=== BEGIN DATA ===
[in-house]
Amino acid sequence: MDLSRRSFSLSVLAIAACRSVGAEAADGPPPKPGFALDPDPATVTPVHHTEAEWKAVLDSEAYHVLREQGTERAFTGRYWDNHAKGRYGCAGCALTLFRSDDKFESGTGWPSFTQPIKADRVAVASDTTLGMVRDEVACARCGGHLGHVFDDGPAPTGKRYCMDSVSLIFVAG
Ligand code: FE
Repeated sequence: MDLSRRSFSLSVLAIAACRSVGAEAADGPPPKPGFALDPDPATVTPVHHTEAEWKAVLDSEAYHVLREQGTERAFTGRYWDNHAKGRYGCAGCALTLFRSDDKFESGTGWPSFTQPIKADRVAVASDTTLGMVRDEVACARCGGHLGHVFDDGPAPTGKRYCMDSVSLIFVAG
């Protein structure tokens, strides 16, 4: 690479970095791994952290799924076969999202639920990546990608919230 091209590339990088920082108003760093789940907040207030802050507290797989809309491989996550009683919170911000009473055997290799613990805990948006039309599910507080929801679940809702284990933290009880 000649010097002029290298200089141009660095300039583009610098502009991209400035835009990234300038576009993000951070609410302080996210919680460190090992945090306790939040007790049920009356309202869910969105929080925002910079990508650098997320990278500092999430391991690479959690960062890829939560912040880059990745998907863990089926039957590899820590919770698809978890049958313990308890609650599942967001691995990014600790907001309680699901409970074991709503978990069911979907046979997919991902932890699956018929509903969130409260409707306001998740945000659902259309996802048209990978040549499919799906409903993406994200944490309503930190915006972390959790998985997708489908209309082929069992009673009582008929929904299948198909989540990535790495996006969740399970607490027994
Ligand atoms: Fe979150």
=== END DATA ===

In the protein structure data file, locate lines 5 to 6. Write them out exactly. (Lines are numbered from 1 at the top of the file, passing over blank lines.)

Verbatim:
């Protein structure tokens, strides 16, 4: 690479970095791994952290799924076969999202639920990546990608919230 091209590339990088920082108003760093789940907040207030802050507290797989809309491989996550009683919170911000009473055997290799613990805990948006039309599910507080929801679940809702284990933290009880 000649010097002029290298200089141009660095300039583009610098502009991209400035835009990234300038576009993000951070609410302080996210919680460190090992945090306790939040007790049920009356309202869910969105929080925002910079990508650098997320990278500092999430391991690479959690960062890829939560912040880059990745998907863990089926039957590899820590919770698809978890049958313990308890609650599942967001691995990014600790907001309680699901409970074991709503978990069911979907046979997919991902932890699956018929509903969130409260409707306001998740945000659902259309996802048209990978040549499919799906409903993406994200944490309503930190915006972390959790998985997708489908209309082929069992009673009582008929929904299948198909989540990535790495996006969740399970607490027994
Ligand atoms: Fe979150």